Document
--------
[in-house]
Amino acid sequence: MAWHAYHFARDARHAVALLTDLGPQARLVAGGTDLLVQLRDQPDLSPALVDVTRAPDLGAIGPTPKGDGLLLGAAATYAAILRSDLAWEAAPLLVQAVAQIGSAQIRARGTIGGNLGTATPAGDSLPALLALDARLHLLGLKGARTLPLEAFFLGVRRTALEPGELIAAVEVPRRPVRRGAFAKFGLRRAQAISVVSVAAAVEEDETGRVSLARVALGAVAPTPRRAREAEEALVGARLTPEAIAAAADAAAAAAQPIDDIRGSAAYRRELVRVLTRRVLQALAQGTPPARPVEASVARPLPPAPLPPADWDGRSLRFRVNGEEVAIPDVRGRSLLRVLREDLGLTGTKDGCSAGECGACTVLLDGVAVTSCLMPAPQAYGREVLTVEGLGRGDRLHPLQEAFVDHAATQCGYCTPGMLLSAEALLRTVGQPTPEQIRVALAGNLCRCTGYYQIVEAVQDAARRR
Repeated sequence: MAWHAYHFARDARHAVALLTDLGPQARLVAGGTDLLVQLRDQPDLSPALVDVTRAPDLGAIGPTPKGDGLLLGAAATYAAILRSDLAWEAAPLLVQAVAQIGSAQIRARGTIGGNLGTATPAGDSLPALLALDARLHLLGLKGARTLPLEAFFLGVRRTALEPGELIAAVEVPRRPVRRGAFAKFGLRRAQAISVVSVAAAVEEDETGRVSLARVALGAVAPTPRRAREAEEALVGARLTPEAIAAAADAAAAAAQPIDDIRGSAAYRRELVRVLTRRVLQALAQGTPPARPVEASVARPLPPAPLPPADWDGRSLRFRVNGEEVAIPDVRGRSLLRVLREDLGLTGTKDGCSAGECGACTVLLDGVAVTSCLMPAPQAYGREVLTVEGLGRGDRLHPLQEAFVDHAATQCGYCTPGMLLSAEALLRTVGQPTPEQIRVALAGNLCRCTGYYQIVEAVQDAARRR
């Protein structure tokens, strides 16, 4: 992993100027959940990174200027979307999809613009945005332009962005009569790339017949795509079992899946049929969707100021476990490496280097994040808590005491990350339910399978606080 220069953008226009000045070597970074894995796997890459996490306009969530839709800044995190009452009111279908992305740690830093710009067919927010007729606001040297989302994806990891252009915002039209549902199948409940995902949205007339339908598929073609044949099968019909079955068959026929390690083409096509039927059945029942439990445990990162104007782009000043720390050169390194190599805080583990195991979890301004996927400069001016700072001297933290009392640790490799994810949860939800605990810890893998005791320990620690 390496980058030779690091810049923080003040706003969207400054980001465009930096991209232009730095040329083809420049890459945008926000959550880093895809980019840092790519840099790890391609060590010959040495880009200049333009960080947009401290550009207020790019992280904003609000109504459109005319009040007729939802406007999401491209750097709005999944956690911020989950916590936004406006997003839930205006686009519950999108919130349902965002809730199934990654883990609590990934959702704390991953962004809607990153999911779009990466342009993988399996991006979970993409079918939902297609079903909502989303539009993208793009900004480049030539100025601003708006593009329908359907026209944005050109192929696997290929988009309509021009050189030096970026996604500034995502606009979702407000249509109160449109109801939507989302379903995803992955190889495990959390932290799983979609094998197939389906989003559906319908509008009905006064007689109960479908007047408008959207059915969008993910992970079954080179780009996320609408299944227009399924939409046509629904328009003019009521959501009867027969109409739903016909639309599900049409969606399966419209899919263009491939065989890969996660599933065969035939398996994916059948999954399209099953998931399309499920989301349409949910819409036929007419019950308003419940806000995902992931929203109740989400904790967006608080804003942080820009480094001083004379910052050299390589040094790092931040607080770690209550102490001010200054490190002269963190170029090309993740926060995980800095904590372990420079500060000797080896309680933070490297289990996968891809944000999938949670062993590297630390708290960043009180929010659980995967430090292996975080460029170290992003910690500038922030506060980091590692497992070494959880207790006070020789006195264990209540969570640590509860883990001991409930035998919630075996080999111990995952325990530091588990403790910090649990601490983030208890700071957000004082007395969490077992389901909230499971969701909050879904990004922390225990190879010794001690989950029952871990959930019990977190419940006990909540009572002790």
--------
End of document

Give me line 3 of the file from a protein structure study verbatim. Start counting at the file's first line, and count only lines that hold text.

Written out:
Repeated sequence: MAWHAYHFARDARHAVALLTDLGPQARLVAGGTDLLVQLRDQPDLSPALVDVTRAPDLGAIGPTPKGDGLLLGAAATYAAILRSDLAWEAAPLLVQAVAQIGSAQIRARGTIGGNLGTATPAGDSLPALLALDARLHLLGLKGARTLPLEAFFLGVRRTALEPGELIAAVEVPRRPVRRGAFAKFGLRRAQAISVVSVAAAVEEDETGRVSLARVALGAVAPTPRRAREAEEALVGARLTPEAIAAAADAAAAAAQPIDDIRGSAAYRRELVRVLTRRVLQALAQGTPPARPVEASVARPLPPAPLPPADWDGRSLRFRVNGEEVAIPDVRGRSLLRVLREDLGLTGTKDGCSAGECGACTVLLDGVAVTSCLMPAPQAYGREVLTVEGLGRGDRLHPLQEAFVDHAATQCGYCTPGMLLSAEALLRTVGQPTPEQIRVALAGNLCRCTGYYQIVEAVQDAARRR